Last Updated: March 25, 2015
CEO, DVA Group, Germany
Updated: February, 2015
Sectoral Report | October, 2014
Despite the focus on industrialisation, agriculture remains a dominant sector of the Indian economy both in terms of contribution to gross domestic product (GDP) as well as a source of employment to millions across the country.
Agriculture plays a vital role in the Indian economy. Over 70 per cent of the rural households depend on agriculture as their principal means of livelihood. Agriculture, along with fisheries and forestry, accounts for one-third of the nation’s GDP and is its single largest contributor.
The total Share of Agriculture & Allied Sectors (Including agriculture, livestock, forestry and fishery sub sectors) in terms of percentage of GDP is 13.9 percent during 2013-14 at 2004-05 prices. [As per the estimates released by Central Statistics Office]
Agricultural exports constitute a fifth of the total exports of the country. In view of the predominant position of the Agricultural Sector, collection and maintenance of Agricultural Statistics assume great importance.
The country is also the largest producer, consumer and exporter of spices and spice products in the world and overall in farm and agriculture outputs, it is ranked second. From canned, dairy, processed, frozen food to fisheries, meat, poultry, and food grains, the Indian agro industry has plenty of areas to choose for business.
The Department of Agriculture and Cooperation under the Ministry of Agriculture is the nodal organisation re-sponsible for the development of the agriculture sector in India. Under it, several other bodies such as the National Dairy Development Board (NDDB) work for the development of other allied agricultural sectors.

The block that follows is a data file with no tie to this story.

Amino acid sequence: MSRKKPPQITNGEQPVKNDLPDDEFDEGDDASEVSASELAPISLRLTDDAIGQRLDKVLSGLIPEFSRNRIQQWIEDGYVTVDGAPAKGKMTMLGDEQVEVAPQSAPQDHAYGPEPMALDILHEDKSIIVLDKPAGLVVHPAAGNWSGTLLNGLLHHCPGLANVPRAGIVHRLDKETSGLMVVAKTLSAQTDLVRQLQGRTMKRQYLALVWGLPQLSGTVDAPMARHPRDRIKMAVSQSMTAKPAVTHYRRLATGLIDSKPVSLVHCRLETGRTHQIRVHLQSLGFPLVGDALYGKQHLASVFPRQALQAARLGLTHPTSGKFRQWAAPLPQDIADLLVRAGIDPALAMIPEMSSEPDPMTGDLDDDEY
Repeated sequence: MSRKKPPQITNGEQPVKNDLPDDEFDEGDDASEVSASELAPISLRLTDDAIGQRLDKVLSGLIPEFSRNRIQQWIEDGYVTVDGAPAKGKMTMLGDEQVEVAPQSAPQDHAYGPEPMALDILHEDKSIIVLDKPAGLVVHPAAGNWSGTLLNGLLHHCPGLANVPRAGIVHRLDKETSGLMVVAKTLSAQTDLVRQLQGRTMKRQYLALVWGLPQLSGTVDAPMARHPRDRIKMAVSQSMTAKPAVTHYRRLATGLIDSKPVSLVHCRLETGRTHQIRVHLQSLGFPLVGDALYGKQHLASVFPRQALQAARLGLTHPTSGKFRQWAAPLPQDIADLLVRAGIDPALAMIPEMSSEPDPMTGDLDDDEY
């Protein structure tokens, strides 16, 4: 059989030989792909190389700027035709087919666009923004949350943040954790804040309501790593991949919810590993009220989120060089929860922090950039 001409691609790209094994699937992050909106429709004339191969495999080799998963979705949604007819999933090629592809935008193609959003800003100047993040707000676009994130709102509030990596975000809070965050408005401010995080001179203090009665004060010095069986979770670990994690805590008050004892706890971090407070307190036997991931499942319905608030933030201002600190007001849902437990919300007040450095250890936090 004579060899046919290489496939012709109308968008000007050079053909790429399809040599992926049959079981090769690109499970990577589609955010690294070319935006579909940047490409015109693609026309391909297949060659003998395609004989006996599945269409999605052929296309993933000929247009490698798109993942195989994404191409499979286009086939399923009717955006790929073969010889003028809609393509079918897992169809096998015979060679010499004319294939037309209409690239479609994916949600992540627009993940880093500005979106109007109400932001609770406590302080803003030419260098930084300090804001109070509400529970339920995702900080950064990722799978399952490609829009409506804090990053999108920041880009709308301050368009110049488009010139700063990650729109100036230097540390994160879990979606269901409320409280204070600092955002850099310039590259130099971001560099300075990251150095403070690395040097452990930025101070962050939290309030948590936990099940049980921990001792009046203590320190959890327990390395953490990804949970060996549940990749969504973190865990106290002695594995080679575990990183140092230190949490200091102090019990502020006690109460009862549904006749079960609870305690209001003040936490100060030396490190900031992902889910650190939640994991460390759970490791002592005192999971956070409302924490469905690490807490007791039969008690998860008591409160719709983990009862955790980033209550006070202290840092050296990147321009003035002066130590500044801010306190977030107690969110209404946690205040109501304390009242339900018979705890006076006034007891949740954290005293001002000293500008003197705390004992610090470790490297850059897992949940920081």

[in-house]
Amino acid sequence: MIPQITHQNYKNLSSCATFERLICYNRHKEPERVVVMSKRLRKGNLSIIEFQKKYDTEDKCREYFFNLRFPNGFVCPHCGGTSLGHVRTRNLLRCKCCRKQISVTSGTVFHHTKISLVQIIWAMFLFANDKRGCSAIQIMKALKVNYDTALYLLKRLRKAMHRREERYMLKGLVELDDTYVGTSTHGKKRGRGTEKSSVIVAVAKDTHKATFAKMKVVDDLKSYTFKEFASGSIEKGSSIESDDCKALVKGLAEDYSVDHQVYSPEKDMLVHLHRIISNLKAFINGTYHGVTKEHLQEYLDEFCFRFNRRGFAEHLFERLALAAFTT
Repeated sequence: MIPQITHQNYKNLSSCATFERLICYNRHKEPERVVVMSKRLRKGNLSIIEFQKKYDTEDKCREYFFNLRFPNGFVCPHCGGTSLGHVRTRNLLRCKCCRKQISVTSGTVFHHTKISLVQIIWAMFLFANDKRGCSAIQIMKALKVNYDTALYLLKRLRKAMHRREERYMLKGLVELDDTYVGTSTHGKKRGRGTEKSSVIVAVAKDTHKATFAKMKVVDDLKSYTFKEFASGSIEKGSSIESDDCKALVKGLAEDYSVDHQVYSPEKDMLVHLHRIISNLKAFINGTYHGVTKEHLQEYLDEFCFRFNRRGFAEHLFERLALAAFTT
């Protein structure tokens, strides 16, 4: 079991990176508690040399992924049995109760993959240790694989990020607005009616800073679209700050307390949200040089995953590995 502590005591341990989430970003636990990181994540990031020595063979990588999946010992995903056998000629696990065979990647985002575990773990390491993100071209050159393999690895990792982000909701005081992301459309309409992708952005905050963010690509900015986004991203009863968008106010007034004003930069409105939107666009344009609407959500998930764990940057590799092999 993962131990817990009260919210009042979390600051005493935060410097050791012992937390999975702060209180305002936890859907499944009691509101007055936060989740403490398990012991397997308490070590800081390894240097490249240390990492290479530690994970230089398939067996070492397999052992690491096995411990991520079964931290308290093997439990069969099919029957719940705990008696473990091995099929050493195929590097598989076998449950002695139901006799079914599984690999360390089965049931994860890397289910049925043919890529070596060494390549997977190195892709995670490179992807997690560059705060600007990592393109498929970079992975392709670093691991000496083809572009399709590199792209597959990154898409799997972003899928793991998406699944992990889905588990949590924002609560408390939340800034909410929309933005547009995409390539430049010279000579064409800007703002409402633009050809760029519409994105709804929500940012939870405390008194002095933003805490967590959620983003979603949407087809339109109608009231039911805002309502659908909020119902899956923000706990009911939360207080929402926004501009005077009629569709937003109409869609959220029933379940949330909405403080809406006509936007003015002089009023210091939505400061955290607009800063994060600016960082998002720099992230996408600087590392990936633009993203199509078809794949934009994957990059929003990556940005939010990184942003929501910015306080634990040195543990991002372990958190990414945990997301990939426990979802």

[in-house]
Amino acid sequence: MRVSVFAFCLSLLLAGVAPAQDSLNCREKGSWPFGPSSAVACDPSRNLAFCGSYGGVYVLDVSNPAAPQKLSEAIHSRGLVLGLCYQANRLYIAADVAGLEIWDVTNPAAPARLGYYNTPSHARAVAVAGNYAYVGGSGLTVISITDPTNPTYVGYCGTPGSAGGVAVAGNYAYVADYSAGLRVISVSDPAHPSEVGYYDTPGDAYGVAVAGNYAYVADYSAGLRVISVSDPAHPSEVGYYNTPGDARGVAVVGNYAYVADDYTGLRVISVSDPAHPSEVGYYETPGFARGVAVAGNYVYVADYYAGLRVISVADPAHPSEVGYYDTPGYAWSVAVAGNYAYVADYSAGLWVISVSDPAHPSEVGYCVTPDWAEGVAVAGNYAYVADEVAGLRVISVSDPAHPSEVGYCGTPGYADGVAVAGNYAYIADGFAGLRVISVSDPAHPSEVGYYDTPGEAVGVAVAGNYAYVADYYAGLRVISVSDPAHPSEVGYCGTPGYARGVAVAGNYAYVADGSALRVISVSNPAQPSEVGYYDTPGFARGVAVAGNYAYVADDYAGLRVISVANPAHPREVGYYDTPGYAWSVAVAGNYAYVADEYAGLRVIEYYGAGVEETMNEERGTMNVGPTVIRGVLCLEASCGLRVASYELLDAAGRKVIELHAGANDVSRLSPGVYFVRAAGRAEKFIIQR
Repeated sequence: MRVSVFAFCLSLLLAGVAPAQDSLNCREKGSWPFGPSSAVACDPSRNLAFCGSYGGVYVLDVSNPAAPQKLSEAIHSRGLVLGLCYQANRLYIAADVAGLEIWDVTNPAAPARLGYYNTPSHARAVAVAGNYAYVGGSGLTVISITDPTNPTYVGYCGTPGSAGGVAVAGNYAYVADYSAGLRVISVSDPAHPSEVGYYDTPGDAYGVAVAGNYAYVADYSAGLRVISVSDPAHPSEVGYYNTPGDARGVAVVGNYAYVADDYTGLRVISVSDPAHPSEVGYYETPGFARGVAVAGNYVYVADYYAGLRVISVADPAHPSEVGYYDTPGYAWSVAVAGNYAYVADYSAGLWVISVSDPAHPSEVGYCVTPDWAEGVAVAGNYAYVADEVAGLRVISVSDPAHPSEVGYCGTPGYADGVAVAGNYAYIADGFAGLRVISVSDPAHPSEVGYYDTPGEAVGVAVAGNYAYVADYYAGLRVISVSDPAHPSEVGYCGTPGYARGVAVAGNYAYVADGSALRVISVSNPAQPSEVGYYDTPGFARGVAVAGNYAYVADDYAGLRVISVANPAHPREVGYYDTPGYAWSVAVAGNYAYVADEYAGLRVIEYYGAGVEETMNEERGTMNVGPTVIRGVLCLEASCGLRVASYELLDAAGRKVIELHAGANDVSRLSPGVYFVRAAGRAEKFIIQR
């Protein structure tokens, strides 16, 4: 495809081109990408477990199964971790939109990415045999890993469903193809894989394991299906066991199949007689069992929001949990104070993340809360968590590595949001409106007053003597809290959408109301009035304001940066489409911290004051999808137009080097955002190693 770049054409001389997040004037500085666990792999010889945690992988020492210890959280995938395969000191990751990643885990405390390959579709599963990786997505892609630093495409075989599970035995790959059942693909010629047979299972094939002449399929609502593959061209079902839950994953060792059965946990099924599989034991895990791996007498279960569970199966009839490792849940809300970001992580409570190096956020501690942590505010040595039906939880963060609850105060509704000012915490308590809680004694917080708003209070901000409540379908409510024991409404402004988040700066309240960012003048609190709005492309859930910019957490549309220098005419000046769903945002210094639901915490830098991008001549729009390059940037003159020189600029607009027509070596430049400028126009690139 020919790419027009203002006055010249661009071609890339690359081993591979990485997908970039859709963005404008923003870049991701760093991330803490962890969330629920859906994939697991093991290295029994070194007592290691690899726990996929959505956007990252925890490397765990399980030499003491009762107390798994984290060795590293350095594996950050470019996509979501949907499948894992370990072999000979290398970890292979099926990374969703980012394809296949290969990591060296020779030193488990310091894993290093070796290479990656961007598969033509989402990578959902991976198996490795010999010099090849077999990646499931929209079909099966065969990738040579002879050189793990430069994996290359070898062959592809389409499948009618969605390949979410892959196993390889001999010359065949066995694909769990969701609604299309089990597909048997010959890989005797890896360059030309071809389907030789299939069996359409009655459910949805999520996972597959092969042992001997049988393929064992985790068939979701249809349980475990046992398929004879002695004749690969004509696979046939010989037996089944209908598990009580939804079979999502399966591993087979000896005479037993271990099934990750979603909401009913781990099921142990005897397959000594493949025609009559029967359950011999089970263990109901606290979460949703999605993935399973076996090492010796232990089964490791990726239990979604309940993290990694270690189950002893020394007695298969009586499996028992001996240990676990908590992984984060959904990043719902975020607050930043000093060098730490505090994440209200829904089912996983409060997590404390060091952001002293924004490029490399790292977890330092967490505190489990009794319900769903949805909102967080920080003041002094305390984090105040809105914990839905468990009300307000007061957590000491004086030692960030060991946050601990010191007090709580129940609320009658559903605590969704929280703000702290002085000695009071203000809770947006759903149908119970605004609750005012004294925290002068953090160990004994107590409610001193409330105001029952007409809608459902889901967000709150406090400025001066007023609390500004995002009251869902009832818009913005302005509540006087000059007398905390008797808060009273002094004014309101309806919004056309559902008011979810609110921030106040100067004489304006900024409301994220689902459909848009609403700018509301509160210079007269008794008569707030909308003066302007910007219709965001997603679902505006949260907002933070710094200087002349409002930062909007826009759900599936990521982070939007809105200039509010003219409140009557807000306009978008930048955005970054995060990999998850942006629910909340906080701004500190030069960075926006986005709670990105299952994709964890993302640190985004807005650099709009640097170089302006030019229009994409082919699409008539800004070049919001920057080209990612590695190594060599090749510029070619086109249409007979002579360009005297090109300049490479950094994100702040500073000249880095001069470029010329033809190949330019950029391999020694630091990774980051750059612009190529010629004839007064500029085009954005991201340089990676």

There are multiple factors that have predominantly worked in tandem leading to the growth of the Indian agriculture sector in recent years. These include growth in income and consumption, growth in food processing sector and increase in agricultural exports. Also, increasing private participation in Indian agriculture, growing organic farming and usage of information technology are the trends that are being witnessed by the agriculture industry.
As per the 4th Advance Estimates of Production of food grains for 2013-14, total food grain production is estimated to be 264.77 million tonnes (MT).
With an annual output of 130 MT, India is the largest producer of the milk in the world. It also has the largest milk-producing animal population of over 118 million. However, milk yields per animal are among the lowest in the world.
India is the biggest producer of pulses in the world at 19 MT and their biggest importer 3.5 MT.
India is the second largest producer of sugar in the world and the government has aimed to increase the exports from 1.3 MT in 2013 to an average of 2 MT in 2014 and 2015.
Spice exports from India are expected to reach US$ 3 billion by 2016-17, on the back of creative marketing strate-gies, innovative packaging, strength in quality and a strong distribution network. The Indian spices market is pegged at Rs 40,000 crore (US$ 6.42 billion) annually, of which the branded segment accounts for 15 per cent.
In 2013-14 India achieved a record food grain production of 264 MT, beating the previous year's (2012-13) 257 MT, according to data provided by Department of Economics and Statistics (DES). Also, agricultural profitability has increased over the last decade with record increases in MSPs (minimum support prices) for agricultural produce for all covered crops.
The procurement target for rice during Kharif Marketing Season (KMS) 2014-15 has been finalised as 30.05 MT.
Prompted by the Indian government's initiatives, there has been various investments in the Indian agricultural sector.
The Indian agricultural services and the agricultural machinery sectors have cumulatively attracted foreign direct investment (FDI) equity inflows to the tune of US$ 2,153.61 million in the period April 2000-December 2014, according to the Department of Industrial Policy and Promotion (DIPP).